The evidence unveiled by NASA scientists lends credence to the idea that Mars may be a more promising place for the emergence of alien life than previously believed. It additionally supports the theory that the planet was a warm and wet world in its youth, soon after it formed around 4.5 billion years ago.
The body of water, according to findings obtained after six years of planetary observation, covered over a fifth of Mars’s surface, equivalent to the portion of Earth covered by the Atlantic Ocean. The ocean was over a mile deep in places and held an impressive 20 million cubic km of water, more than the Arctic Ocean.
The findings were revealed in the journal, Science, and were a result of a collaborative study between NASA scientists and others at the European Southern Observatory in Munich. “A major question has been how much water did Mars actually have when it was young and how much did it lose.” Michael Mumma, a principal investigator at NASA’S Goddard Center for Astrobiology said. “Our results tells us there had to be a northern ocean.”
The scientists addressed this question by using three of the most powerful infrared telescopes in the world — located in Hawaii and in Chile — to track changes to the Martian atmosphere over six years and specifically look at how different forms of water molecules in the Martian air varied in different places through changing seasons.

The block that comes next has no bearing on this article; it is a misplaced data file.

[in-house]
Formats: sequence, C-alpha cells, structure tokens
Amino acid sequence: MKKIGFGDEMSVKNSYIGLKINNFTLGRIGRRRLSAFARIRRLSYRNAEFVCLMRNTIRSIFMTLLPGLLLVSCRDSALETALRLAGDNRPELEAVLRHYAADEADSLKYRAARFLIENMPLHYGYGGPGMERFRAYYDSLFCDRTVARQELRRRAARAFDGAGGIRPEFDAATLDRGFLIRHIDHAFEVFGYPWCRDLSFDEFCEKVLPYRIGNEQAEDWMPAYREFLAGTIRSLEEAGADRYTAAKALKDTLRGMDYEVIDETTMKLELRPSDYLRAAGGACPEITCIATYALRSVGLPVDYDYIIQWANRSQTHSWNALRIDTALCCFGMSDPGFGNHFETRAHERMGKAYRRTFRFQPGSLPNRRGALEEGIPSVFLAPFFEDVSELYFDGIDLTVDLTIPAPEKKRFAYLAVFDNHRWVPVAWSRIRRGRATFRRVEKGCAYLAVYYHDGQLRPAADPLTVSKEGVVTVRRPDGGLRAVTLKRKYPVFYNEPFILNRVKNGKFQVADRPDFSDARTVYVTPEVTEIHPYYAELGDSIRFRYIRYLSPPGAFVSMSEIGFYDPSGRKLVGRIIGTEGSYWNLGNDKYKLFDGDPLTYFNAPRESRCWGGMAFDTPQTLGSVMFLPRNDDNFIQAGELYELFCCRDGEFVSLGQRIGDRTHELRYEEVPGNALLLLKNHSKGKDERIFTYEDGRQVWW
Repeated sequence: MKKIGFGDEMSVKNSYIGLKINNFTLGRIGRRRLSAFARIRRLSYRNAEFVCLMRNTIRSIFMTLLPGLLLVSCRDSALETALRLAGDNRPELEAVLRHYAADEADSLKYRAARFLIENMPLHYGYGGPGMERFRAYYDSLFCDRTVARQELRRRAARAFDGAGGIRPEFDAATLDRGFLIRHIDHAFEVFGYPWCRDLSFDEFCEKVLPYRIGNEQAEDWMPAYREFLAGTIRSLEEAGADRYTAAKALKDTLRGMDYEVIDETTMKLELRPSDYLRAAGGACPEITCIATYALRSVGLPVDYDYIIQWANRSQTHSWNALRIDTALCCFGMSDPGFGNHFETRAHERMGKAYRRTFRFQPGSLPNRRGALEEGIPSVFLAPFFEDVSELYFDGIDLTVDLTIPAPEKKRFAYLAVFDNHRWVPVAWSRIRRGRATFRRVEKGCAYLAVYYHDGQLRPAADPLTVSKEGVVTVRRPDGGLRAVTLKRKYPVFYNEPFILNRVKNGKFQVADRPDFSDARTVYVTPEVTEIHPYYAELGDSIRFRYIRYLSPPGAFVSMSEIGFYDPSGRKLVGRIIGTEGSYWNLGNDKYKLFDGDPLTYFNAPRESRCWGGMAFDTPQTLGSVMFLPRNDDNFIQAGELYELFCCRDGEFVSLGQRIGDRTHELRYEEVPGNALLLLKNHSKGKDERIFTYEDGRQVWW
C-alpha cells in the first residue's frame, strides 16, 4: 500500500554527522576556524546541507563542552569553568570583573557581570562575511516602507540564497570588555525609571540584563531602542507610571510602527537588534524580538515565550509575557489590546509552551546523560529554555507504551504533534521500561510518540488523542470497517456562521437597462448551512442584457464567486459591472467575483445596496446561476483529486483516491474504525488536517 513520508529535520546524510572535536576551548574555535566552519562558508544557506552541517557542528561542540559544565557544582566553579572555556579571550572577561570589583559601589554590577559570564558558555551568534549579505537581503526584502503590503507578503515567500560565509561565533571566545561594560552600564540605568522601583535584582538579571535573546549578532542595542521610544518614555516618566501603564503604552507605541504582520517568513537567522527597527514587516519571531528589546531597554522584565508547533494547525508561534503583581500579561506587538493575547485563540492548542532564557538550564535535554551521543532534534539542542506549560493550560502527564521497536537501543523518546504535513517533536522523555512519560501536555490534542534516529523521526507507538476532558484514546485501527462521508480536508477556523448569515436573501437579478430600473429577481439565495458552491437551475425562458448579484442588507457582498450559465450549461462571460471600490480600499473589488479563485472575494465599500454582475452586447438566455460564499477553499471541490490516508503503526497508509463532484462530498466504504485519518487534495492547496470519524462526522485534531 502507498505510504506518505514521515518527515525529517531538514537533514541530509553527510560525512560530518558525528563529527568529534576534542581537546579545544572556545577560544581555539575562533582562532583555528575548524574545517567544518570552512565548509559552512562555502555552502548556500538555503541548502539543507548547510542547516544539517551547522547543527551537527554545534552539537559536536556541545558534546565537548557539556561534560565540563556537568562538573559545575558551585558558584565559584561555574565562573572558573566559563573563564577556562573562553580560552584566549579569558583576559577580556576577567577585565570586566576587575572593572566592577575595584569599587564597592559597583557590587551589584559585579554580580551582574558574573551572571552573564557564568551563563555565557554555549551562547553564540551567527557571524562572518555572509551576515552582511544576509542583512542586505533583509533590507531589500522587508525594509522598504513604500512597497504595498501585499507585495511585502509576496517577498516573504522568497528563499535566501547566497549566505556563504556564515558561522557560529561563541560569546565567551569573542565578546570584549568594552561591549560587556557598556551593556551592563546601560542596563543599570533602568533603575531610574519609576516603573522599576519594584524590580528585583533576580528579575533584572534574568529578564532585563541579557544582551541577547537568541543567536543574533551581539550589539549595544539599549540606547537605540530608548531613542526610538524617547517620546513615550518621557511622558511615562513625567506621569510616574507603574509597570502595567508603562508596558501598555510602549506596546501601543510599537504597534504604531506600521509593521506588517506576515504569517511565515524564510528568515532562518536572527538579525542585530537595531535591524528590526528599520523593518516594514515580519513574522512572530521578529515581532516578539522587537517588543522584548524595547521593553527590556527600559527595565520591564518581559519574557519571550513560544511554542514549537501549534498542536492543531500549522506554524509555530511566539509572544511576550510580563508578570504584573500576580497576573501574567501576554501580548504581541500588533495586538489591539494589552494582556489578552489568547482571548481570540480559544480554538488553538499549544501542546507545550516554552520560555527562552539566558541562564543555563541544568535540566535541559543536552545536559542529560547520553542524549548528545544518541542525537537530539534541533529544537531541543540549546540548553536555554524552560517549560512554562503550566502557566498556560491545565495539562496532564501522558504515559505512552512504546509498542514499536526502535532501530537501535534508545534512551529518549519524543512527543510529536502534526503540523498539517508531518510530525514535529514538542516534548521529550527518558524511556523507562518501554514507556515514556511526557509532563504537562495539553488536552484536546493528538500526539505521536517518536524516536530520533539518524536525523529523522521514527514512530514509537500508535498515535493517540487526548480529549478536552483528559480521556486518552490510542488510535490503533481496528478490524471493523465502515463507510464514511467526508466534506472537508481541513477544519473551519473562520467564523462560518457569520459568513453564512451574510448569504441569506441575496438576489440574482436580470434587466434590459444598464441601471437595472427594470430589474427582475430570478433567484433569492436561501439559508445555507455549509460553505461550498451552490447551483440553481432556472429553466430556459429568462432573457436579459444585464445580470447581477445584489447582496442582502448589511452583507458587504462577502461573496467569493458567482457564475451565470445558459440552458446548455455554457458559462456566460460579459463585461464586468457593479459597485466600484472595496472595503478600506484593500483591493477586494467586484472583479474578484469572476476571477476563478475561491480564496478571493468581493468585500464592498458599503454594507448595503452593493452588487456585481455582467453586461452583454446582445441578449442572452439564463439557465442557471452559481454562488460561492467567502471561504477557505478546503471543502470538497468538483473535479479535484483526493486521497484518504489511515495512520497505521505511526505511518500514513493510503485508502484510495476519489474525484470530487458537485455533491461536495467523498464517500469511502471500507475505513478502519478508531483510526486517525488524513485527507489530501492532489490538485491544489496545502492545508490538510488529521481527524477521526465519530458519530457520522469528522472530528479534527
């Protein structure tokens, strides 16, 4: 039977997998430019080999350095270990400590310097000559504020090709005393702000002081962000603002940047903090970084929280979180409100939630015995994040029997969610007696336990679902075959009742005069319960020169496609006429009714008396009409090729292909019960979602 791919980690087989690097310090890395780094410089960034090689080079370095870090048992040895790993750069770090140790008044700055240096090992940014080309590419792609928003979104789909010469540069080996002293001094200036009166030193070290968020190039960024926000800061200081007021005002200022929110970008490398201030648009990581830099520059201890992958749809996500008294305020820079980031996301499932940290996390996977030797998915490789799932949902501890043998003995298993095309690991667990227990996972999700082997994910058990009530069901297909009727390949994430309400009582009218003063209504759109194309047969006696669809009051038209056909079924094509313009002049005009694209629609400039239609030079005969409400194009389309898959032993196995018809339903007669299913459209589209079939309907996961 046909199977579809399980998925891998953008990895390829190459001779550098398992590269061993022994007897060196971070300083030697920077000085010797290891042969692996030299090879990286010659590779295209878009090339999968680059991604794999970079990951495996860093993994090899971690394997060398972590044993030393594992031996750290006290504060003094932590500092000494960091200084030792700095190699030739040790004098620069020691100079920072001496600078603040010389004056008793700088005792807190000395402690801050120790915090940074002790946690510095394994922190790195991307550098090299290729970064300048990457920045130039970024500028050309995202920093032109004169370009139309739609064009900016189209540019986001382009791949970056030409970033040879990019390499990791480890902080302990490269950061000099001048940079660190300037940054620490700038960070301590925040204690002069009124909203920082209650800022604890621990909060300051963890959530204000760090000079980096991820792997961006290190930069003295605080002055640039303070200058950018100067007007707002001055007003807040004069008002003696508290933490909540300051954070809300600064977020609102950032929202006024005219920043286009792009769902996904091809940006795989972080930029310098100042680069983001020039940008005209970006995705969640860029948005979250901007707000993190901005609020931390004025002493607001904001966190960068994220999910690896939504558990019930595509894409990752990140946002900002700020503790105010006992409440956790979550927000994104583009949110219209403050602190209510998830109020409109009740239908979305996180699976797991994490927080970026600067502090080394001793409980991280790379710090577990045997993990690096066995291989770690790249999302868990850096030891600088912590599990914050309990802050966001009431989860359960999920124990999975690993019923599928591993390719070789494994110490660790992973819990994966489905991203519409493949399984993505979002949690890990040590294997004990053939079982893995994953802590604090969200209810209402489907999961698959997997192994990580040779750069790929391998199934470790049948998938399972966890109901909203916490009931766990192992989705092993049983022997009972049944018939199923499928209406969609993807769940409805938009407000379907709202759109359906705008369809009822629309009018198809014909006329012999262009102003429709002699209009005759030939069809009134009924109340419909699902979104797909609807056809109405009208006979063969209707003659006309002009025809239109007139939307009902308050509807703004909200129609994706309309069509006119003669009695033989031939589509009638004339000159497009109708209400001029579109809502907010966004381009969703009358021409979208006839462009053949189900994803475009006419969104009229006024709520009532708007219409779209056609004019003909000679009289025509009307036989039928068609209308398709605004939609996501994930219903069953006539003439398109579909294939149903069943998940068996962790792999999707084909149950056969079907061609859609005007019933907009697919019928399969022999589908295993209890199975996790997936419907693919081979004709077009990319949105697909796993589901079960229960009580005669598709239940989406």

Scientists found that Martian water contained standard H20 water molecules, as well as a form of water made of a heavier hydrogen isotope called deuterium. They speculate that as the Martian atmosphere thinned over time, the water containing lighter molecules wafted into space, leaving behind a higher concentration of deuterium. It is also estimated that the planet had lost a massive amount of water, roughly six times than currently locked up in the its frozen ice caps.
The findings allow scientists to re-write the once strongly held belief that flowing water on the planet was only an erratic presence.
Other experts, like Curiosity rover project scientist Ashwin Vasavada, remain skeptical of the results, stating that the idea of a Mars ocean is still simply “hypothetical.” Geronima Villanueva, the study’s first author and another planetary scientist, is convinced the findings are enough to support the theory.
“Ultimately,” He said. “We can conclude this idea of an ocean covering 20% of the planet which opens the idea of habitability and the evolution of life on the planet.”